2013 Dodgers: Why the Dodgers Should Take Offers for Andre Ethier
According to ESPN baseball analyst Buster Olney via Twitter, the Los Angeles Dodgers are interested in hearing offers for outfielder Andre Ethier.
Don’t believe me? Here is the tweet itself.
Sources: Dodgers are open to the idea of dealing Andre Ethier. He signed a five-year, $85 million contract during the season.
— Buster Olney (@Buster_ESPN) October 30, 2012
Andre Ethier has been a staple in the Dodgers outfield since Los Angeles shipped Milton Bradley to Oakland in 2005. In his time in Dodger blue, Ethier has hit 129 home runs with a .476 slugging percentage while posting a .290 batting average.
So why would the Dodgers even consider dishing an obvious fan favorite this early after giving him an extensive contract in June?
Here is why.
The Dodgers want to check out the market and gauge what other teams would give up for him.
This is not uncommon. Whether it makes headlines or not, almost every single Major League player hits the waiver wire or trade discussions at some point in their career. It does not necessarily mean that a team wants to give up the player, it just helps front offices to see what they could possibly get in return.
Should the Dodgers keep Ethier?
In this case, GM Ned Colletti and President Stan Kasten, along with the rest of the staff, understand that Andre Ethier is currently somewhat overpaid. If the Boys in Blue are able to dump the five-year $85 million contract off to another team, they would become much more likely to spend big on offseason free agents such as Zack Greinke, Josh Hamilton or according to MLB Trade Rumors, even possibly Shane Victorino.
In spite of all of this, in my opinion, the odds that the Dodgers actually get rid of Ethier this season remain very slim.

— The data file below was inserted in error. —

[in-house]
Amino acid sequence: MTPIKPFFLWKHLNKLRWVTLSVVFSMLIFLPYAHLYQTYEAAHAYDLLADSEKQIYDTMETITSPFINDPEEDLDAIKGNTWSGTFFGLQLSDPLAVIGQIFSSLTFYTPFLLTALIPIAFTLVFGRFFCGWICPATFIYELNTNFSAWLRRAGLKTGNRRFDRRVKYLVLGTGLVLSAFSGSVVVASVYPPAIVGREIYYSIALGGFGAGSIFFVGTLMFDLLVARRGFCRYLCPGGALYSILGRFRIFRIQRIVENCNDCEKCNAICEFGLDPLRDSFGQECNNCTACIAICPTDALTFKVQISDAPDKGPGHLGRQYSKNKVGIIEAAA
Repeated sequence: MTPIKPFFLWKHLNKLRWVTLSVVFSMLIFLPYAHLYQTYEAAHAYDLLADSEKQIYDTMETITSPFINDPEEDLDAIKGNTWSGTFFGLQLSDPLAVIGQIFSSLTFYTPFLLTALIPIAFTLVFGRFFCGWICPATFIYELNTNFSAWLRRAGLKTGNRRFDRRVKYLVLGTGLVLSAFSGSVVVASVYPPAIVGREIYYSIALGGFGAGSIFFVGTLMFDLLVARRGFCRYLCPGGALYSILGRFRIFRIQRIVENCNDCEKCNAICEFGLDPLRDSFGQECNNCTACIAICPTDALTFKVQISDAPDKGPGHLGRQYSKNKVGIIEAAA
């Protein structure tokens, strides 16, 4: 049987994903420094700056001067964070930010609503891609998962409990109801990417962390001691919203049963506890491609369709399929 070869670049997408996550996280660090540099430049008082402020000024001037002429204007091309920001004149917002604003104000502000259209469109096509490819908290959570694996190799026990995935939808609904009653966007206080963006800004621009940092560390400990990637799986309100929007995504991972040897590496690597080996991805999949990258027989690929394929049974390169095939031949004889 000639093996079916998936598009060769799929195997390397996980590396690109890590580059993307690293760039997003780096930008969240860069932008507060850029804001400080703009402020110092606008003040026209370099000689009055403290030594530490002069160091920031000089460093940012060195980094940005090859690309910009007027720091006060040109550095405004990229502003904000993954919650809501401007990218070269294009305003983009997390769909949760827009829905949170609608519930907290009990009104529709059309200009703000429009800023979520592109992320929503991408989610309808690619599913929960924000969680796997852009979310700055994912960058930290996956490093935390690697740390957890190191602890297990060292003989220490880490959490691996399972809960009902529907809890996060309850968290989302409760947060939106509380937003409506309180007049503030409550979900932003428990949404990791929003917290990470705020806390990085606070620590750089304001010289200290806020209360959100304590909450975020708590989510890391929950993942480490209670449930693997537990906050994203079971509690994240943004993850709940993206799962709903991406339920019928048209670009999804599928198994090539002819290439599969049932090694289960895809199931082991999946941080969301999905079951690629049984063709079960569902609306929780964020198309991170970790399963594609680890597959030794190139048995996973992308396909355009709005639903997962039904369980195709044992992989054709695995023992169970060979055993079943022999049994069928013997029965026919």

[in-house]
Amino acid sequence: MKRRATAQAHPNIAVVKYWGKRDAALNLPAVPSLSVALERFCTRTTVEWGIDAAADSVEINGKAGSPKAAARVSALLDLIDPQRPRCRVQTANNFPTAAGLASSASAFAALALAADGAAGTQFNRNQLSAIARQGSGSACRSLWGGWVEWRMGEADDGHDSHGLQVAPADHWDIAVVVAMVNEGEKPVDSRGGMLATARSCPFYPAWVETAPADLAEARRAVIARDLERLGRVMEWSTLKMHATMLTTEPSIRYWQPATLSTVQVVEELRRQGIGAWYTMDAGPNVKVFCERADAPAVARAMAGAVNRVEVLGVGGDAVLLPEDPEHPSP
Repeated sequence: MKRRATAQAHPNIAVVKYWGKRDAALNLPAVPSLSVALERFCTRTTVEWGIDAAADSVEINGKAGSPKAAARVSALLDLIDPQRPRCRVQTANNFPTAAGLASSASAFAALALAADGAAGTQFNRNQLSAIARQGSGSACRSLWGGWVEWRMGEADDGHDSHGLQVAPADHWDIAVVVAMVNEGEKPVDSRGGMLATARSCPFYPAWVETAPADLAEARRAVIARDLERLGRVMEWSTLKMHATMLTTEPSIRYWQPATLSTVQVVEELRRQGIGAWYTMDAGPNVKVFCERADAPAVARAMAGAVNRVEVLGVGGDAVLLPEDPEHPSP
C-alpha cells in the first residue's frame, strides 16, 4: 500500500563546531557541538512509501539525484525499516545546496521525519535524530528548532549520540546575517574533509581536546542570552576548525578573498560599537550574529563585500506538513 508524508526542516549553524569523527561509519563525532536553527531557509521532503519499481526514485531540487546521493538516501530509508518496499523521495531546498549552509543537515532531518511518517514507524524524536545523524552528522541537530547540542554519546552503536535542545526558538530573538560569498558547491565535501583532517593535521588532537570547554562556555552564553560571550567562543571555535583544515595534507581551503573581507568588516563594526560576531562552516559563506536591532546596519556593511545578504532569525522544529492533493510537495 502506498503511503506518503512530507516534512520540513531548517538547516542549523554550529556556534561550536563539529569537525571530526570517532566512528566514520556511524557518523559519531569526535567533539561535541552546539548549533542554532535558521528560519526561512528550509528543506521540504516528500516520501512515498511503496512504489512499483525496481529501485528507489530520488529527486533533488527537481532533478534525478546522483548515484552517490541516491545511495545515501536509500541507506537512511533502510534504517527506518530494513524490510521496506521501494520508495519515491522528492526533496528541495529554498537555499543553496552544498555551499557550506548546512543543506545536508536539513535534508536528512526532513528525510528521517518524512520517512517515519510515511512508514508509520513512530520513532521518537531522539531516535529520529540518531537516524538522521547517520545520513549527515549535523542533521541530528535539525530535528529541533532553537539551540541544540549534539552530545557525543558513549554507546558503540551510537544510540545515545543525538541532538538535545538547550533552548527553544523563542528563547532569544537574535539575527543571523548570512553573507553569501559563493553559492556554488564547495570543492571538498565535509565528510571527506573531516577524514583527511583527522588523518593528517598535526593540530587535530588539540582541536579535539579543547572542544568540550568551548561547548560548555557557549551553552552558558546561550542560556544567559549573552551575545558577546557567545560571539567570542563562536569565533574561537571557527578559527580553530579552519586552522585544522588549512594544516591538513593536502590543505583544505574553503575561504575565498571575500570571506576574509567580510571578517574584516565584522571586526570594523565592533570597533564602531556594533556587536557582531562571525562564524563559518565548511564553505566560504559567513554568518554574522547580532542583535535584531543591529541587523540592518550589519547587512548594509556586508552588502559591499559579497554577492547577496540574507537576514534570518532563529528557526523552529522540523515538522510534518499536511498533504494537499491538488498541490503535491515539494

Los Angeles has spent a lot of money over the past year to win now. If the Dodgers decide to trade Ethier, the chances of getting someone who can replace his production this season are very small.
Take a look at recently traded outfielder Chris Young. The Arizona Diamondbacks signed Young in 2008 to a five-year contract in 2009 worth $28 million with a 2014 club option in the hopes that he would be a key part of the Diamondbacks success in the near future. In turn, the D-Backs received extremely inconsistent game play, thus leading to a trade with Oakland in which they received little to nothing for him.
Although Ethier might be more reliable than Chris Young, at Young's peak he was significantly better than Ethier. In 2010 and 2011 Chris Young recorded a WAR of 5.2 and 4.6, respectively, while the highest Andre Ethier recorded was 3.5 during this past season. Considering Ethier’s contract, I don’t see the Dodgers getting much more than the little that the Diamondbacks received for Young.
Ethier is also an integral part of the Dodgers' chances of winning a World Series this year for a number of reasons.
As a part of the big four in manager Don Mattingly’s lineup, that consists of two lefties and two righties, Los Angeles consistently has the ability to alternate sides at the plate and maintain leverage over platoon splits. When a team brings in a lefty pitcher to face the left-handed Adrian Gonzalez, they will most likely leave him in to pitch to the right-handed Hanley Ramirez before getting to the left-handed Andre Ethier, thus creating a favorable matchup in the heart of the order.
The Phoenix, Arizona native has been one of the most consistent hitters the Dodgers have had over the past decade. His batting average has dipped below .284 just once in his seven-year career—hit .272 in 2009—and he has hit 20 home runs or higher in four out of the last five years, including 31 home runs and 106 RBI in 2009.
As Yasiel Puig still brews in the minor leagues and Carl Crawford's health remains in question, the Dodgers right field situation would look grim without Ethier.
And finally, he is clearly one of the fans' most beloved players.
If the Dodgers hope to win this year, they will surely hold on to Andre Ethier for the time being, but putting him on the trading block and checking out options for the future may not be the worst decision either.
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